Earnhardt's death stuns area NASCAR fans

February 18, 2001

Earnhardt's death stuns area NASCAR fans


NASCAR fans throughout the Tri-State area expressed shock and disbelief at the death of racing icon Dale Earnhardt Sunday afternoon at the Daytona 500.


Hagerstown City Police dispatcher Andy Grosh said he other dispatchers were watching the race while at work Sunday afternoon. The nationally televised race was the first of the 2001 season.

"I saw it happen, it didn't look like a big crash. I didn't think he was severely injured," said Grosh, who called Earnhardt, "the Michael Jordan of race-car driving."

Seven-time Winston Cup champion Earnhardt died from injuries he suffered in the crash on the final lap of the race at Daytona International Speedway, Daytona, Fla.


Earnhardt, 49, running fourth, grazed Sterling Marlin's car, crashed into the wall at the high-banked, fourth turn going about 180 mph, and was smacked hard by Ken Schrader's car. Officials after the race said death was instantaneous.

A longtime racing fan, Grosh said, "I've been watching him forever."

Several Hagerstown City Police officers said they were devastated by the loss of the legendary racer.

"Everyone's very somber," said one officer.

The managers of local sports bars in Franklin County, Pa., said customers were stunned when they heard the news of Earnhardt's death Sunday evening.

"It was total silence when the news flash went on the screen," said Elaine Morris, co-owner of Casey's Bar and Grill in Greencastle, Pa.

"For race-car fans who followed Earnhardt, they are very sorry about it. When you have a celebrity death in any sport, everyone pauses and takes a moment and thinks 'Oh my God,'" Morris said.

She said between 75 and 100 people filled Casey's Sunday afternoon to watch the race on eight televisions.

There was also a packed house at Dilly's in Chambersburg, Pa., said employee Larry Stoops.

A racing fan, Stoops said he watched the race at the bar before starting his shift.

It was a couple of hours after the end of the race that he and others at Dilly's heard about Earnhardt's death.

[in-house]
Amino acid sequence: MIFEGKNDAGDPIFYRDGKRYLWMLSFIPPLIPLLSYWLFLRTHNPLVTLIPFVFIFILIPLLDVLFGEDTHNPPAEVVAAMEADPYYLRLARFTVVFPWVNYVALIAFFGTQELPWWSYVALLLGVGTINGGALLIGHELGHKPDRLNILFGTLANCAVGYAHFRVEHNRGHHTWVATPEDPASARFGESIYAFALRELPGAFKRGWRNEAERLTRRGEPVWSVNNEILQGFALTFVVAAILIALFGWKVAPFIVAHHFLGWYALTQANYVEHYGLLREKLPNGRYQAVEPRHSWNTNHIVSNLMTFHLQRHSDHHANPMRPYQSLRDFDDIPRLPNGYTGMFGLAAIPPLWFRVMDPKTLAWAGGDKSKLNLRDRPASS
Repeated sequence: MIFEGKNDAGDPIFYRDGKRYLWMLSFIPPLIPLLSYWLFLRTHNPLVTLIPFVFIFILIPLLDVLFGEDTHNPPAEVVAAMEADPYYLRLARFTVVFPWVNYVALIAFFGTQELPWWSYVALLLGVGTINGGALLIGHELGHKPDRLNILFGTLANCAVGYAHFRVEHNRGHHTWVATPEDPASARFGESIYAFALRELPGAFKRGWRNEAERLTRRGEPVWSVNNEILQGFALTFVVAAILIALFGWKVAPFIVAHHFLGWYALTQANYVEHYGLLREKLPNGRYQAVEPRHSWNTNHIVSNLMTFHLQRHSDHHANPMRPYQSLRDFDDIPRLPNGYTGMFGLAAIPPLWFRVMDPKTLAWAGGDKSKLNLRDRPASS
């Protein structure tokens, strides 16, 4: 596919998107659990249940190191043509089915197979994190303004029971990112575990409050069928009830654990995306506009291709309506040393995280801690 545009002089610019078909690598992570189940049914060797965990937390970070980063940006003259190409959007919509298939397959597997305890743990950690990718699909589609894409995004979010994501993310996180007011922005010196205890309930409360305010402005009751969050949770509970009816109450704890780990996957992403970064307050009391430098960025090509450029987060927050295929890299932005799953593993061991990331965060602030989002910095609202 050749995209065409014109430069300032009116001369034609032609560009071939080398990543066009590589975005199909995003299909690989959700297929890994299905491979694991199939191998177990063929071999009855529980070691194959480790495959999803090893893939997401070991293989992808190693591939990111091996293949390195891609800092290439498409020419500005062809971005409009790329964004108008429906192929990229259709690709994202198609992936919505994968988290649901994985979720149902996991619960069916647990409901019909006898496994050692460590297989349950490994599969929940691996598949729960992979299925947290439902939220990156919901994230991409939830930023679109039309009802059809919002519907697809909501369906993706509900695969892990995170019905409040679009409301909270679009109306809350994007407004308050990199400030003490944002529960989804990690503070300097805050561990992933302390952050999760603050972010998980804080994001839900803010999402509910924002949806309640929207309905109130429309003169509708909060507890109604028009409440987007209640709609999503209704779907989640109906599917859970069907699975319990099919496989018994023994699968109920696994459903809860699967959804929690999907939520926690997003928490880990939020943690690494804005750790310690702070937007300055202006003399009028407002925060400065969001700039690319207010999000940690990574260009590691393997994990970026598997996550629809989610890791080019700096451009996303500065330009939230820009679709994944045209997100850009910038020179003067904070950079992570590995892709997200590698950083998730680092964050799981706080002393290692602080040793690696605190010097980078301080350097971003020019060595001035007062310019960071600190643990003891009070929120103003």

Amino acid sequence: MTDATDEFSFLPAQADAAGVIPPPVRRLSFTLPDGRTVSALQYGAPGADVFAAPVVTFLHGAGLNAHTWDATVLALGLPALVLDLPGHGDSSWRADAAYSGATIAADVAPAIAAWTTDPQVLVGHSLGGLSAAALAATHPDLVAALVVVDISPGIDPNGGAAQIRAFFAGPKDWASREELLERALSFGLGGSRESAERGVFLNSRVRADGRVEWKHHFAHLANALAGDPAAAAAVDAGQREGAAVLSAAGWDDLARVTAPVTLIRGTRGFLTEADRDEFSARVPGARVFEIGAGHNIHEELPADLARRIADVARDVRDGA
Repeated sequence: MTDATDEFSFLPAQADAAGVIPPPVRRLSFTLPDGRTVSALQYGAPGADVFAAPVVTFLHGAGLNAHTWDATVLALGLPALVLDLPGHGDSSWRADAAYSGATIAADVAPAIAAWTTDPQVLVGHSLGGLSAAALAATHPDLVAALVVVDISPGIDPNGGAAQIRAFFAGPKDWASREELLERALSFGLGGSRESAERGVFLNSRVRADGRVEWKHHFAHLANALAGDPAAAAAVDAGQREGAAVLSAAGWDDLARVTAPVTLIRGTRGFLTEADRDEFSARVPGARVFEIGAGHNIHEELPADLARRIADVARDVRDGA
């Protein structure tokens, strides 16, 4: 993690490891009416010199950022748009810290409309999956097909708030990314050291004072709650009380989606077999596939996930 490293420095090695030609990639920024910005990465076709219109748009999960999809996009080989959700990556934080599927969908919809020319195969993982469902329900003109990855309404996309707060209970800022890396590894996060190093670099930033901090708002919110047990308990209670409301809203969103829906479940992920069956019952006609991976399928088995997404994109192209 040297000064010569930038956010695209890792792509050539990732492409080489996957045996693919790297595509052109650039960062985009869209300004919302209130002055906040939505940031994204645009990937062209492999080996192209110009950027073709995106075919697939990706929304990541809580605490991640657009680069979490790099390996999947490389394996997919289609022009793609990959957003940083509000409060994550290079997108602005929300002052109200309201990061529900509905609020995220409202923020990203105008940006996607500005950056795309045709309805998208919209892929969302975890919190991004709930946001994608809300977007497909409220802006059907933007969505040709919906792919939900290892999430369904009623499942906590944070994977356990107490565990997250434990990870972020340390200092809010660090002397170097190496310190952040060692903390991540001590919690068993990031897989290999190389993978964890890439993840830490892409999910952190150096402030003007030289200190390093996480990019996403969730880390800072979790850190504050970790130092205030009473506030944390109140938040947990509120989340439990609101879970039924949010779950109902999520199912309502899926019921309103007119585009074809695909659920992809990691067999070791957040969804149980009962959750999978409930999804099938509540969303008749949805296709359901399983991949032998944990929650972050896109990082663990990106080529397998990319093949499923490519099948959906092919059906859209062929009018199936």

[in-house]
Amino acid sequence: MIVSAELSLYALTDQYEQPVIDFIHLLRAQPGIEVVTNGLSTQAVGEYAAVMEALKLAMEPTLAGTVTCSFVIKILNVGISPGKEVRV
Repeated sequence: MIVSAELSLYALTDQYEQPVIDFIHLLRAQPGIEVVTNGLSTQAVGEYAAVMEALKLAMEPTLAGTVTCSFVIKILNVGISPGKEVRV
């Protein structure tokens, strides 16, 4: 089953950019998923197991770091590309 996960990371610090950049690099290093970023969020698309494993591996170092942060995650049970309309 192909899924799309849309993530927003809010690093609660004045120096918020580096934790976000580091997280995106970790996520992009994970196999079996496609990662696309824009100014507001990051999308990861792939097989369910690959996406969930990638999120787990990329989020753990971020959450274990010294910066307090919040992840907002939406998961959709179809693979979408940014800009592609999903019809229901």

"The wreck didn't look like it was that bad compared to the earlier one," Stoops said, referring to a 16-car crash during the race with 20 laps to go. "Nobody really believed it," he said. "Everyone is stunned."

Stoops said much of the racing crowd had gone home before the news hit, but he said the steady stream of customers he was serving in Dilly's carryout store were talking about it.

"The wreck just didn't look that bad. It would be easier to take if it looked worse," he said.

Greg Ahern, a Berkeley County, W.Va., resident who traveled to Daytona with two relatives to see the race Sunday, said many people at the race didn't know Earnhardt had died until after they left the track. "I don't think it was as a momentous of a wreck that you have seen on the circuits before," said Ahern, who works at City Hospital near Martinsburg, W.Va.

The only information passed onto race fans at the track was when the track announcer said Earnhardt was being taken to the hospital, Ahern said.

Kim Wiegand, a racing fan in Berkeley County, said she wanted to send her sympathies to Earnhardt's family, friends and fans.

"It's hard to believe because he's been racing since I've been watching racing," said Wiegand.

Staff writers Stacey Danzuso and Dave McMillion also contributed to this story.

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